“Good, you’re awake,” a deep voice says with a thick Russian accent. I open my eyes and look sideways up at him. He’s older than I would have thought from his voice. Thick dark hair with hints of silver at the roots. His mustache is pure gray, and the deep wrinkles on his brow giveaway that he’s past his middle age.
I blink a few times, looking past him. Another man, not as old, stands in the doorway, blocking most of the light and casting himself in a dark shadow. I can’t make out his features, but his large, muscular build is easy to see.
“I have to say, Danuta, I am surprised you were so easily taken. You’ve been a thorn in my side for too long, and so easily you were plucked.” His accent makes it hard to understand him through my foggy mind, but I’m pretty sure he called me Danuta.
It’s probably the drugs he gave me, but I start giggling.
“You – idiot,” I laugh and tug at my binds.
I’m rewarded quickly for the insult with a hard slap across my face. The pain radiates through my jaw and makes golden stars dance before me. Grunting, I shake my head. That didn’t help clear up the haze.
“Chertovski suka!” He spits on the ground at my feet. My bare feet. I ignore the fact that he’s just called me a fucking bitch and concentrate on my clothing, or lack thereof. I’m naked. Completely exposed.
He has my full attention now.
“I’m not Danuta,” I state, working my jaw open and closed. I press my knees together as best I can, given my feet are bound spread apart. “You have the wrong girl.”
He gets closer to me, and I can smell the cigar smoke on his clothes. His eyes narrow, and he examines my face, grabbing my chin and turns my head one way then the other.
“More light!” he yells over his shoulder and the bulb over me illuminates. I blink several times, it’s too much at first, but slowly I adjust, and I can see him more clearly. A deep scar runs across his chin, down his neck. I’ve heard about that scar. How he got it. I swallow hard. This isn’t a little game for ransom.
Fear floods my stomach, but I manage not to whimper when he increases his hold on me. Showing him my fear, letting him see how scared I really am will only fuel him. Monsters like him feed on it.
“Resemblance is too close.” He sneers at me, and I swallow back a smartass retort. My wit isn’t going to help me now. Not with Andrei Dowidoff. This man has no sense of humor. At least not the usual kind. His idea of a good time is skinning a man alive to see how long he’ll stay conscious.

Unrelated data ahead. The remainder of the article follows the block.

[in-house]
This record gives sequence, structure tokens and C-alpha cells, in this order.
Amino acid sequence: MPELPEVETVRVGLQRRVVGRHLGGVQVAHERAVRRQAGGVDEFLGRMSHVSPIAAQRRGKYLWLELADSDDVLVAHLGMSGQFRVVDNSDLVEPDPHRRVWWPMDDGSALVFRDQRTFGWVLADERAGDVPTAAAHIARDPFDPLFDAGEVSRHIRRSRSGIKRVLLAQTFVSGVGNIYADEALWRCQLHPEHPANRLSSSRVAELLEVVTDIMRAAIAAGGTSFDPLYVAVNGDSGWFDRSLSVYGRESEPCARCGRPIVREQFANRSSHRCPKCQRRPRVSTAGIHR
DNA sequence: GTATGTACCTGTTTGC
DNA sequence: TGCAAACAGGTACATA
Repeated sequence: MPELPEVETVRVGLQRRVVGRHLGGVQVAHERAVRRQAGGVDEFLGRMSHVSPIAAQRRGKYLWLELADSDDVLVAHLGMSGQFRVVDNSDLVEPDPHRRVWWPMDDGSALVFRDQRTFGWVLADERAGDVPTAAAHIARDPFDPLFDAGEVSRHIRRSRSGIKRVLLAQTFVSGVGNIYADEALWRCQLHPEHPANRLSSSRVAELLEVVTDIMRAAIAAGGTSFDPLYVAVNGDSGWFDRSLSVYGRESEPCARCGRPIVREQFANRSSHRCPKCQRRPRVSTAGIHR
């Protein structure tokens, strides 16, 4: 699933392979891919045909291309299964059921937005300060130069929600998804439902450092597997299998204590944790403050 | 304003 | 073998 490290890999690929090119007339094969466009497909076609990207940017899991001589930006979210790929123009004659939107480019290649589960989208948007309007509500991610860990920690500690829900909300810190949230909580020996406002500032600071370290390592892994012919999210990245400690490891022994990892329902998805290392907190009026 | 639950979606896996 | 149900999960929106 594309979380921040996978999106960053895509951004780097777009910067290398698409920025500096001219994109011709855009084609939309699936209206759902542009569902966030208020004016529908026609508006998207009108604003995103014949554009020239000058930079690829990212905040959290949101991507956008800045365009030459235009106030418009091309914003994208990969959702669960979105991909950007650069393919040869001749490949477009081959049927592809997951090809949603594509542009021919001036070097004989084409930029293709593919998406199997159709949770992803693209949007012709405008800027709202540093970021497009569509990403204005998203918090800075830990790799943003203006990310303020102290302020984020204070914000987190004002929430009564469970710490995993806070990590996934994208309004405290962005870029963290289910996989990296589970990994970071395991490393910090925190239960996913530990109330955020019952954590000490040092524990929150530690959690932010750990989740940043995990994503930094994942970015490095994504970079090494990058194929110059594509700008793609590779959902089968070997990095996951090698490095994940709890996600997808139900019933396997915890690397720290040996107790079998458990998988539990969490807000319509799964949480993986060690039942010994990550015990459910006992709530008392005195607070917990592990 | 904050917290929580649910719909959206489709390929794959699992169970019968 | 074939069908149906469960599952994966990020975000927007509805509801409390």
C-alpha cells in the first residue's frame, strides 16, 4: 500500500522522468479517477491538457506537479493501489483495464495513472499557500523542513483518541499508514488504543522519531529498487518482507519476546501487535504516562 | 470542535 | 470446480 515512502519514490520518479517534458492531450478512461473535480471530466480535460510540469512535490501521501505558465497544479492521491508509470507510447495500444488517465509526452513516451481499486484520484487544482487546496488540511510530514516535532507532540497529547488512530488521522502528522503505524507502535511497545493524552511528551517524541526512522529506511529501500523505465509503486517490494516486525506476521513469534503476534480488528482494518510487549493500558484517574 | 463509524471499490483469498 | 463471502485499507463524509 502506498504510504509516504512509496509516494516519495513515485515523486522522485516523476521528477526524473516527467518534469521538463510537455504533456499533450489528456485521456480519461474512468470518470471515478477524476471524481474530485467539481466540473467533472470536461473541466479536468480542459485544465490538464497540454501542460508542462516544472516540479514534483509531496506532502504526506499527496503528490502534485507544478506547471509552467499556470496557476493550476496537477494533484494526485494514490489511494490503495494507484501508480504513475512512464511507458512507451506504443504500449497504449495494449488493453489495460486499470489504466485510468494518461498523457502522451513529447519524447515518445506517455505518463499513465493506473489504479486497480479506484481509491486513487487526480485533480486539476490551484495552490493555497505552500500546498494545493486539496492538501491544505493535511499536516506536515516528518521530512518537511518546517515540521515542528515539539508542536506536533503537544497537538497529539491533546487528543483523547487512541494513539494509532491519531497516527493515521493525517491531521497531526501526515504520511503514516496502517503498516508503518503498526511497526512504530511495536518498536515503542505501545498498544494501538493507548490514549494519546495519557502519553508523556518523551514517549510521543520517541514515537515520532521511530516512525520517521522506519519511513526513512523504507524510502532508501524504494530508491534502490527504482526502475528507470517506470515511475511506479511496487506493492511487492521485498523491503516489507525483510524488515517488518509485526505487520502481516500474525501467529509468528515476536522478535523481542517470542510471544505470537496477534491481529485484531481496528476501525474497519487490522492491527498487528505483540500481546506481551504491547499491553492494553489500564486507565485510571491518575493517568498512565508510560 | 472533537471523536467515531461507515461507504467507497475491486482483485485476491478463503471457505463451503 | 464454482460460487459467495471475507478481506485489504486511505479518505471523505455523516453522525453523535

The stories I’ve heard are enough to keep my mouth shut.
“I’m not Danuta,” I say again.
“I would think a CIA suka like you would have better tricks than lying about your name.” He lets go of my chin only to pat my cheek. “But we’ll see. I can easily give you an injection to make you talk. You’ll tell me everything I need to know, and you’ll be punished for your lies.”
The way he says the word punished makes my skin crawl. It’s not like when I usually hear the word. There’s no excitement, just raw disgust.
“I’m not Danuta. I swear it.” I jerk against my binds, but all that happens is I make him laugh. “Check my ID. It’s in my pants.” I look around the cell. “Where are my pants?”
“We did. All of your clothing and that little bag you had were inspected. You carried no ID.” He stands over me now, his hands on his hips.
I had my wallet. Didn’t I? I had money to pay for the coffee. Shit. I had grabbed the cash from my pocket. I must have left my wallet in my apartment.
“Even if you had it – IDs can be forged,” he says.
He’s right of course. How many IDs had I seen in my sister’s briefcase over the years? She’s been too many different people for me to remember. I have to convince him I’m not her. That he’s got the wrong girl and somehow let me go.
“I’m a journalist,” I blurt out. “I’m not Danuta. I’m not working with the CIA. I’m writing a story.” On him, but he doesn’t need to know that. I didn’t come to England looking to do an in-person interview.
“You disappoint me,” he says, reaching behind him. Producing a knife, I assume he had strapped to his belt, he holds it up for me to see clearly. The blade is wide and jagged. I have no doubt of the sharpness. Again, I try to jerk free, but nothing happens. The ropes dig into my wrists, but I don’t put any more room between us.